New Covid variants XBB.1.5, EG.5 and BA.2.86 have led to a resurgence in cases of Covid-19, particularly in the US, Europe and Asia. In late August, the European Centre for Disease Prevention and Control (ECDC) first reported an increase in transmission of COVID-19 in the countries, particularly among people aged 80 and over.
Again in September, the ECDC raised concern over the “noticeable increase in signals of SARS-CoV-2 transmission” in European countries, among people aged 65 and older. The agency said the rise in cases deviates from previously very low levels, and as per data from 24 countries, there has been a rise in the 14-day case rate.
Hospitalisation and intensive care unit admission levels were stable, but a few countries reported a rise in death rates from COVID-19, especially among older people. In total, 135 deaths were reported by 18 countries.“SARS-CoV-2 continues to acquire mutations that enable its circulation at unpredictable times throughout the year.
Recent transmission increases have coincided with the emergence of Omicron sub-lineages, particularly the XBB.1.5-like variants,” the ECDC said in its latest epidemiological report.“While global case detections of BA.2.86 are limited, low-level community transmission is suspected in multiple countries. BA.2.86 is highly divergent from currently circulating SARS-CoV-2 strains, raising concerns of increased re-infections if it outcompetes existing variants,” it added.
Particularly affected is the UK, which is seeing a significant rise in Covid cases owing to both BA.2.86 and EG.5. A recent update by the UK Health Security Agency (HSA), showed that of the new 34 cases of BA.2.86, 28 were reported from a single elderly care home in Norfolk -- an early indicator that the variant may be sufficiently transmissible to have impact in close contact settings.
In recent weeks, there have been four studies from the US, China and Sweden that claim that BA.2.86 is not severe.
These confirmed that the subvariant is less contagious as well as immune evasive and also less transmissible than XBB and EG variants.“The news is better than I was expecting, and makes me more encouraged that the new upcoming vaccine will have a real benefit against the current dominant variant (EG.5) as well as BA.2.86,” Dr. Ashish Jha, former White House Covid-19 response coordinator, in a post on X.“One possible scenario is BA.2.86 is less transmissible than current variants, and so never spreads widely,” evolutionary biologist Dr. Jesse Bloom, from the Fred Hutch Cancer Centre in the US was quoted as saying to The New York Times.“However, there is also a chance that the variant will spread widely -- and we will just have to wait for more data to know.”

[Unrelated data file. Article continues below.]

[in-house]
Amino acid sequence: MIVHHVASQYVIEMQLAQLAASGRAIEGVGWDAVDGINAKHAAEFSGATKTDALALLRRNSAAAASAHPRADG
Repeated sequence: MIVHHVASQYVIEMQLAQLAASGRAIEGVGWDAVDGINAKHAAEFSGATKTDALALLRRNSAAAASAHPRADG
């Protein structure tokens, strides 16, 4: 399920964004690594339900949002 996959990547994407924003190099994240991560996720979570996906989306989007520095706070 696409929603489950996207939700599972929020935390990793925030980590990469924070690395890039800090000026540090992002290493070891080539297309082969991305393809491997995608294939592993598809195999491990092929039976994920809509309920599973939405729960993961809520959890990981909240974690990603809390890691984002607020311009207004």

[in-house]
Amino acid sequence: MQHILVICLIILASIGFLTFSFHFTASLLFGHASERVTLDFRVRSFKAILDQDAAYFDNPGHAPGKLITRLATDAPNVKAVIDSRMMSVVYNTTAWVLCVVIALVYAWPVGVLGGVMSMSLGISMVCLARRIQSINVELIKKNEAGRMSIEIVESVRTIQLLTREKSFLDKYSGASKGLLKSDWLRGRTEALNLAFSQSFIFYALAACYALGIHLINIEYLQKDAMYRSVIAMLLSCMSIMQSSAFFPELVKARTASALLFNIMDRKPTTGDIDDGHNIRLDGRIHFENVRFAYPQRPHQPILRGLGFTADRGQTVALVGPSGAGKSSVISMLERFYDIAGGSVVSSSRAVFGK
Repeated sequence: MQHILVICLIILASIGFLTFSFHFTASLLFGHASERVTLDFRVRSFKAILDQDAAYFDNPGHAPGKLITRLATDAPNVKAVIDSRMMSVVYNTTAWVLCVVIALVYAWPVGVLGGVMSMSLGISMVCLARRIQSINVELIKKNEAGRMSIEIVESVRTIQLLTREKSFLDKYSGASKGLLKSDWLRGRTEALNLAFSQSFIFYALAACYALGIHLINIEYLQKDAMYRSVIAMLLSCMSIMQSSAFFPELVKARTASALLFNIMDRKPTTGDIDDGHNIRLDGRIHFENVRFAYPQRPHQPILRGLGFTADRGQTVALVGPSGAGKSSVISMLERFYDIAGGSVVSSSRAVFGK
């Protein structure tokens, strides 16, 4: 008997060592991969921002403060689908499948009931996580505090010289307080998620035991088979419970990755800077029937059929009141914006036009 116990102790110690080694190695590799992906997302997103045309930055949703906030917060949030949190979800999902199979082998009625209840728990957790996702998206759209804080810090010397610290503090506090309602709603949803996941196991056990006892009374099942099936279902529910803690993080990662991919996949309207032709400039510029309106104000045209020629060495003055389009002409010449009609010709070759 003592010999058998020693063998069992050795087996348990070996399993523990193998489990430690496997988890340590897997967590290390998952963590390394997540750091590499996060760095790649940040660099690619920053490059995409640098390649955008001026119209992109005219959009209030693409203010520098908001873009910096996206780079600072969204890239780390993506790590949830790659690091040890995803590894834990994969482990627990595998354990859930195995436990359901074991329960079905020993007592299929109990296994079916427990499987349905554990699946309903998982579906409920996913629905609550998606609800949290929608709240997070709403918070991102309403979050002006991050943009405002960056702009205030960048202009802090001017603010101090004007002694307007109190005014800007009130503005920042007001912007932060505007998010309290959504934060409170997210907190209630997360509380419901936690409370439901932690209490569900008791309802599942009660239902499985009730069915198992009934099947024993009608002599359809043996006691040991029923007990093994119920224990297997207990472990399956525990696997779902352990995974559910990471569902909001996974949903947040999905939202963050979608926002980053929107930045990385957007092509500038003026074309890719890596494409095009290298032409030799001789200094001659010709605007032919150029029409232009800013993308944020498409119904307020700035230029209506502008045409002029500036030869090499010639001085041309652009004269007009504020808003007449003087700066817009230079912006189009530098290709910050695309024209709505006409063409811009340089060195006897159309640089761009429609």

Meanwhile in Asia, Japan and South Korea have also confirmed the presence of BA.2.86. Some have also found it to be wastewater samples. Earlier in August, Singapore’s health ministry said about 18 per cent of COVID-19 community cases in the country were infected with Eris. Several countries, including the UK, France, and Singapore plan to launch vaccinations, as the US, to tackle the new variants. The new Covid vaccines target the XBB.1.5 variant, which was dominant when vaccine makers began to formulate and test a new version drug maker Moderna said that its updated Covid-19 vaccine contains spike proteins for the XBB.1.5 sublineage of SARS-CoV-2 to help prevent the disease in individuals 6 months of age and older.